In the fast-paced world of change, the need for business improvements and innovation has never been greater.
It’s not only important for the companies themselves but also for their workforce and the economy as a whole. The good news is that the Commonwealth Bank’s FY19 National Business Insights Report on the state of innovation in Australia shows that companies have elevated innovation to be part of their business as usual operations.
The report found 88% of respondent companies claim to innovate, with 58% of overall survey participants satisfying the definition of innovation as outlined by the OECD’s Oslo Manual – introducing a new or significant improvement in one or more of the following areas of a business: product, process, marketing or organisational. The other 30% were classified as “improvers” rather than innovators.
This innovation is happening across the country, the report shows, highlighting “innovation is well understood and occurring more widely regardless of a company’s size, industry, or location.”
Critically, this survey of 2747 businesses and 2422 staff shows across Australia “there are strong links between innovation, adaptability, and an organisation’s sustainability,” the report said.
It’s all about the customer
The results show the standout factor driving a company’s need to implement change is “to meet evolving customer expectations and to improve the customer experience,” the report said.
This report again reinforces that while “technology is an enabler,” it’s also critical to “ensure that the organisation’s workforce has the skills and capabilities needed to continue to adapt as customer expectations evolve and as the business environment changes.”
Three factors stand out as the keys to success in taking advantage of market opportunities and meeting these increased customer expectations:
- A skilled and agile workforce,
- Technology solutions, and
- Access to financial resources
Soft Skills Matter
With the customer as the key driver behind the need for innovation, the survey again highlights that the human element is critical in the process.
“Despite a clear desire among Australian businesses to develop technology skills, the research finds there is equal, if not more, emphasis on the so-called soft skills,” said Adam Bennett, Commonwealth Bank Group Executive Business and Private Banking.
He highlighted that “businesses want employees who are flexible and adaptable, who communicate well and can manage and lead others”.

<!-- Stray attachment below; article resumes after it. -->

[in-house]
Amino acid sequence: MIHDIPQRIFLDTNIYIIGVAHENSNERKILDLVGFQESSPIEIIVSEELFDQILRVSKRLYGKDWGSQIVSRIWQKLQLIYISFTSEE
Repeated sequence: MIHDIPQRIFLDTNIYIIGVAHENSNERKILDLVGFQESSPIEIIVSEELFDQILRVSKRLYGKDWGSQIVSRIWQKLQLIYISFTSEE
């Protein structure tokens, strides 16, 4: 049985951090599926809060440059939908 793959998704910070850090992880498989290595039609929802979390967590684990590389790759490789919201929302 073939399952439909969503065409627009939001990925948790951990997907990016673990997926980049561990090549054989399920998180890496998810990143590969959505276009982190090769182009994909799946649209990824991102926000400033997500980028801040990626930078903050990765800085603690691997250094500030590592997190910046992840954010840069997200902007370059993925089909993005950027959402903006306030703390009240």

It’s this relationship between technology and a company’s workforce where they can “gain and maintain a competitive advantage,” Bennett said.
The virtuous circle of adaptability and innovation
What the survey shows is that there is a virtuous circle of innovation driving adaptability, noting that “companies that have the inherent capability to adjust to new conditions are the ones more likely to be busy implementing change,” the report said.
This appears to be because of the self-reinforcement of success.
“Decision-makers from businesses that are implementing meaningful change – and employees who consider their organisation to be innovative – are more likely to be confident in their ability to adapt to the external factors in their environment than their peers in companies that aren’t actively innovating,” according to the survey.
Crucially the survey showed that “the difference among employees is particularly striking”.
Success breeds success, or at least a confidence that innovation breeds adaptability, and any further challenges can be faced.
And that will go a long way to making Australian business more resilient, competent, and sustainable over the long term.
Read the full report here.
This article has been prepared by Business Insider solely for information purposes based on the results of an online survey conducted between September and October 2018 by ACA Research on behalf of the Commonwealth Bank and is not to be construed as a solicitation, an offer or a recommendation by the Commonwealth Bank of Australia. The information may be incomplete or not up to date and may contain errors and omissions. Any projections and forecasts are based on a number of assumptions and estimates, including future events and contingencies, which may be inaccurate. It must not be relied upon as financial product advice and is not Investment Research. As this information has been prepared without considering your objectives, financial situation or needs, you should, before acting on this information, consider its appropriateness to your circumstances and if necessary, seek the appropriate professional, including taxation advice. We believe that this information is correct and any opinions, conclusions or recommendations are reasonably held based on the information available at the time of its compilation but no representation or warranty, either expressed or implied, is made or provided as to accuracy, reliability or completeness of any statement made. Commonwealth Bank of Australia ABN 48 123 123 124 AFSL and Australian credit licence 234945.
iReferences to ‘innovation-active’ are based on an assessment of innovation using the Oslo Manual definition – a new or significant improvement in one or more of the following areas: products, processes, marketing and organisational.
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